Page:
Monday, February 14, 2011


While writing my book, "Williwaw Winds", people asked if the story happened exactly as I wrote it. Some believed the main character, Jake, was really my son, about whom I wrote the story. I explained—and still do when necessary—that the characters were made up but the story really did happen as portrayed.

I believe fiction is often written as a deliberate counterfeit of a real happening so the reader will be able to identify with the characters. As my column below suggests, not all counterfeits are bad. Some have a positive effect on the receiver. My prayer for you this week is that, in all areas of life, God will give you the discernment to distinguish between good counterfeits and bad.


Christian comedian Ken Davis once told about his young daughter preparing for a ballet recital. She pulled on a pair of leg warmers as part of her costume. Her dad called them “sox with the feet cut off.” He told her she should have cut the feet out of a pair of much cheaper sox. He called her expensive leg warmers “counterfeet.”

Though Davis made a joke of his daughter’s “counterfeit” sox, his point was that sometimes we are led to believe a false version of the real thing.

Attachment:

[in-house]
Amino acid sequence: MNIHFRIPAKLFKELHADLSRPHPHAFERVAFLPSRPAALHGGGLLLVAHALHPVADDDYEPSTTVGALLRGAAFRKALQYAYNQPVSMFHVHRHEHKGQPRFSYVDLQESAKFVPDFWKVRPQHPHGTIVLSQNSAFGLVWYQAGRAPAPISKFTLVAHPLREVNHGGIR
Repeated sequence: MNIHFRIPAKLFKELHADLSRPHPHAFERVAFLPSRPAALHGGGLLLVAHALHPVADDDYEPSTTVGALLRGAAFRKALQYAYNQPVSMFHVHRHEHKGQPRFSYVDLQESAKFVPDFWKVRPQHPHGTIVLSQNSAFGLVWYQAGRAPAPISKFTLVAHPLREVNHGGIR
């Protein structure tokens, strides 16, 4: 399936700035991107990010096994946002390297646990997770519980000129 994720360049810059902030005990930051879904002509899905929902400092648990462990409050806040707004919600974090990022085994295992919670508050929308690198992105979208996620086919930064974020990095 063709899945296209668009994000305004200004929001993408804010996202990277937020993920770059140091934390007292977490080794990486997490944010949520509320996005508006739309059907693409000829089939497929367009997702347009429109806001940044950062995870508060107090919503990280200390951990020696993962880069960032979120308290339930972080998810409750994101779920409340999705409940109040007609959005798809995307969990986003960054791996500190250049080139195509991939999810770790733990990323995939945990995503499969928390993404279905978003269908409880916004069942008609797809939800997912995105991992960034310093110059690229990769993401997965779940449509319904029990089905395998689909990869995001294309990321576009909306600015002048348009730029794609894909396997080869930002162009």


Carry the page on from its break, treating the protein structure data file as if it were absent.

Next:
Some natural counterfeits can trick us, like poison mushrooms, poison oak, and poison ivy. Man-made fakes such as counterfeit twenty-dollar bills are also meant to deceive us. But some man-made counterfeits are beneficial, like false teeth and prosthetic limbs, and wigs. Others are created for aesthetic or vanity reasons, such as silk flowers that beautifully mimic the real thing. If we look around, we can find many counterfeits both in nature and in the world of human creativity and science.

The devil holds a sack full of counterfeits. He entices us to believe a part of, but not all, biblical truth. For instance, many are led to think that doing good works will provide them with a ticket to heaven. Others believe they must be more obedient to God’s rules before He will have anything to do with them. Satan also tries to persuade us wrongly that we’re all children of God so we don’t have to follow any rules because we live under “grace.” There is no hell, no consequence for sin, he also says. In fact, he will try any way possible to take the focus off of the truth of Jesus’ death and bodily resurrection as being the only way to salvation.

God’s Word clearly tells us to beware of false teachings. The only way to avoid them is to go to the Word of God and search the truth. “But there were false prophets among the people, even as there will be false teachers among you, who will secretly bring in destructive heresies, even denying the Lord who bought them … many will follow their destructive ways, because of whom the way of truth will be blasphemed.” (2 Peter 2:1)

Lord, we want to follow You according to Your truth, not with “counterfeet.” Give us wisdom from your Word so we can discern what is Your truth and what is counterfeit. Help us also to responsibly share Your truth with others. In Jesus’ name, amen.

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